Covid and its possible long-term economic impacts
Paris, February 27, 2023 – The Institut économique Molinari publishes a short report indicating Covid could significantly reduce potential growth (early withdrawal from the labor market, lower growth in exposed sectors) while increasing collective costs (health spending, early retirement, etc.).
While a great deal of uncertainty surrounds this subject, many studies indicate that the phenomenon deserves attention as the economic and social consequences could be significant. There is a risk that this pandemic will cause a negative scissor effect on our economies and public finances.
Indeed, at the World Economic Forum held in Davos from January 16 to 20, a formidable arsenal of measures was waiting for « key political, business, artistic and intellectual leaders of society » to protect them from Covid. Contrary to the prevailing view that it is simply impossible to get into battle against Covid, the organizers of the Forum showed the opposite.
In the United States, David Cutler (Harvard University), Katie Bach (Brookings Institution), Brendan M. Price (Federal Reserve) or the Bureau of Labor Statistics show Covid creates tensions on labor markets frequently at full employment:
- David Cutler arrives at the cost of 3 700 billion over 5 years considering three types of costs – loss of quality of life over 5 years ($2,195 billion), loss of income ($997 billion) and rising health costs ($528 billion).
- According to Katie Bach, “the annual cost of lost wages alone is about $170 billion per year (and could even reach $230 billion)”
- Brendan M. Price finds that « individuals who have Long Covid are about 3 percentage points less likely to be employed than those who have had Covid, without experiencing symptoms for more than three months. »
- In January 2023, the labor force participation rate was only 62.4% according to the Bureau of Labor Statistics. This figure has not yet returned to the February 2020 level of 63.3% and has been stagnant since March 2022.
- Professors Jose Maria Barrero (Instituto Tecnologico Autonomo, Mexico), Nicholas Bloom (Stanford) and Steven J. Davis (Chicago Booth School of Business) describe as « long social distancing” the more than 10% of people saying they will not return to their pre-Covid activities and the 45% who will not return to their pre-Covid activities.
In the United Kingdom, data accumulate as well:
- The CIPD (Chartered Institute of Personnel and Development) – an association of human resource management professionals – reveal in its February 2022 survey that « 26% of employers now consider Long Covid as a main cause of absence due to long-term illness ».
- In May 2022, Michael Saunders at the Bank of England points out that between the fourth quarter of 2019 and the first quarter of 2022, the number of people aged 16 to 64 who are outside the labor force and do not want a job increased by 525,000, including 320,000 people with long-term illness and 35,000 with short-term illness.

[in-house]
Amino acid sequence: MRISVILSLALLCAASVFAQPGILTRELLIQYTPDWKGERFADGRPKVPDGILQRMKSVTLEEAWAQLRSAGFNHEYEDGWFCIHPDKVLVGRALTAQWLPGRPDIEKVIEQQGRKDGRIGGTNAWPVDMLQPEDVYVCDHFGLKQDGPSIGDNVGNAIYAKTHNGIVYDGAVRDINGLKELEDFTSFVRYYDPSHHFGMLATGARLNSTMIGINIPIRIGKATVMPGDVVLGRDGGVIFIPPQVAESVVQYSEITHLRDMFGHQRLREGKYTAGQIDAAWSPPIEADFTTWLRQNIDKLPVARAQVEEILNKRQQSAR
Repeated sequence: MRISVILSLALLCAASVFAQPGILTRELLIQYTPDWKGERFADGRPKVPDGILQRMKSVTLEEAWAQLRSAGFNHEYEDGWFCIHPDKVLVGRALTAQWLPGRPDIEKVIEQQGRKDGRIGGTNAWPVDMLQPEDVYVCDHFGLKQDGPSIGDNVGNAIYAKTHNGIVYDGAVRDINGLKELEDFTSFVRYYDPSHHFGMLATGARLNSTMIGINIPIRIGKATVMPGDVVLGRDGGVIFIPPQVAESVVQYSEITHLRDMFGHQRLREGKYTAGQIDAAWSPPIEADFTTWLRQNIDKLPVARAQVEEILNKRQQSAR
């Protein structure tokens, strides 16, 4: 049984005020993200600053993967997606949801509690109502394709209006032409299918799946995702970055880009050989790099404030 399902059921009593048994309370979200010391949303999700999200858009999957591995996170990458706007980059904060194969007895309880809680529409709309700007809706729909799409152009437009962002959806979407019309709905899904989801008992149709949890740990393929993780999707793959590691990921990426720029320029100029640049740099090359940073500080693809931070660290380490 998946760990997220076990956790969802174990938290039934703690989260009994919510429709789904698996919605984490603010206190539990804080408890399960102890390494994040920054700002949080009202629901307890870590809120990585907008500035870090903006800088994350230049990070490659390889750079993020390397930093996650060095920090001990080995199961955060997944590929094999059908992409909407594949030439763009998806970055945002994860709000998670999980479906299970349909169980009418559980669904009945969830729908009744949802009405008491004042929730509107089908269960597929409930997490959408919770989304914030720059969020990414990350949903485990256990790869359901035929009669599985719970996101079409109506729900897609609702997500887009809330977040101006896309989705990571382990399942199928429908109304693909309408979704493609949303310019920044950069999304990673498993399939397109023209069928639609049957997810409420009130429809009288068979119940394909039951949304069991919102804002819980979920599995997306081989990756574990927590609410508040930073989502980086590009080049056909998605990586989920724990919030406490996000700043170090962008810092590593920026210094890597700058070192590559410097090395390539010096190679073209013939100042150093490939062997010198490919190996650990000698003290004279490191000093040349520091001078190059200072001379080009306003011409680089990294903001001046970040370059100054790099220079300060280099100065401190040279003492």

In France, the signals are weaker but they exist.
- In its 2021 Annual Absenteeism Barometer, Malakoff Humanis notes that Covid-related stoppages were up significantly in 2021. They accounted for 12% of stoppages, up from 6% in 2020.
- Over the first 10 months of 2022, the daily allowances paid by the Health Insurance for illness (excluding accidents at work) were up 49% compared to 2019, 19% compared to 2021 and even 5% compared to 2020 when no vaccine was available. Since the beginning of the pandemic, the increase in daily allowances for the disease represents an additional cost of 6 billion compared to the pre-Covid trend.
Long Covid is starting to become a social phenomenon that is increasingly difficult to ignore, whose impact on companies and the business world could be significant.
With the proliferation of scientific work, it seems increasingly likely that the pandemic will have lasting health and economic consequences.
If the costs are close to the estimates, this puts into perspective the prevention-related expenditures against Covid that would be worth implementing, particularly from the perspective of improving air quality.
THE REPORT AND THE AUTHOR
Covid and its possible long-term economic impacts has been written by Cécile Philippe, PhD. She wrote some 50 articles related to Covid in the press (Les Echos, L’Opinion, Le Point…) and co-signed a consensus paper published in Nature and an article on mass testing published in The Lancet.
This note is available:
In English: https://www.institutmolinari.org/wp-content/uploads/2023/02/point-impacts-covid-fev2023_EN.pdf
and in French: https://www.institutmolinari.org/wp-content/uploads/2023/02/point-impacts-covid-fev2023_FR.pdf
ABOUT THE THINK TANK
The Institut économique Molinari (IEM) is a research and education organization whose mission is to promote a better understanding of economic phenomena and challenges, by making them accessible to the general public. To this end, it carries out scientific research, organizes reflection circles, edits publications, offers training and all forms of teaching in this direction.
The IEM is a non-profit organization, funded by voluntary contributions from its members, individuals, foundations or companies. Asserting its intellectual independence, it did not accept any public subsidy.
FOR INFORMATION OR INTERVIEWS, CONTACT
Cécile Philippe, President, Institut économique Molinari
+33 6 78 86 98 58
Or Nicolas Marques, Managing Director, Institut économique Molinari
+33 6 64 94 80 61